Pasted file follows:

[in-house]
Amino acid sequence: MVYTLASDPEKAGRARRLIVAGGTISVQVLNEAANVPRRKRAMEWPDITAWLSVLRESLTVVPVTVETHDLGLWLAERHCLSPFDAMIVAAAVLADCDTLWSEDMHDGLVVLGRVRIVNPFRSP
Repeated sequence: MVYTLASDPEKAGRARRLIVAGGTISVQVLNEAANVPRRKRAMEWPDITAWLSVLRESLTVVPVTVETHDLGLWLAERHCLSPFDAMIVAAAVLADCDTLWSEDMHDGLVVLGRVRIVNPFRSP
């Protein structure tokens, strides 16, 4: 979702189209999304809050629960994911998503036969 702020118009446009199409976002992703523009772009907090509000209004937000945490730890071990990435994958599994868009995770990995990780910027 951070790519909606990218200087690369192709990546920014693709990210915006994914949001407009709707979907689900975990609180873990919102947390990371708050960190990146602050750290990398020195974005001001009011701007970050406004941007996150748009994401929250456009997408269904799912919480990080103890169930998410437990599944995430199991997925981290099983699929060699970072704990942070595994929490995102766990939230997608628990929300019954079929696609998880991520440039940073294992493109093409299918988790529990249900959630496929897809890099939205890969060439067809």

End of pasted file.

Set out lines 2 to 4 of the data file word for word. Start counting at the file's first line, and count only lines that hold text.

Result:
Amino acid sequence: MVYTLASDPEKAGRARRLIVAGGTISVQVLNEAANVPRRKRAMEWPDITAWLSVLRESLTVVPVTVETHDLGLWLAERHCLSPFDAMIVAAAVLADCDTLWSEDMHDGLVVLGRVRIVNPFRSP
Repeated sequence: MVYTLASDPEKAGRARRLIVAGGTISVQVLNEAANVPRRKRAMEWPDITAWLSVLRESLTVVPVTVETHDLGLWLAERHCLSPFDAMIVAAAVLADCDTLWSEDMHDGLVVLGRVRIVNPFRSP
């Protein structure tokens, strides 16, 4: 979702189209999304809050629960994911998503036969 702020118009446009199409976002992703523009772009907090509000209004937000945490730890071990990435994958599994868009995770990995990780910027 951070790519909606990218200087690369192709990546920014693709990210915006994914949001407009709707979907689900975990609180873990919102947390990371708050960190990146602050750290990398020195974005001001009011701007970050406004941007996150748009994401929250456009997408269904799912919480990080103890169930998410437990599944995430199991997925981290099983699929060699970072704990942070595994929490995102766990939230997608628990929300019954079929696609998880991520440039940073294992493109093409299918988790529990249900959630496929897809890099939205890969060439067809």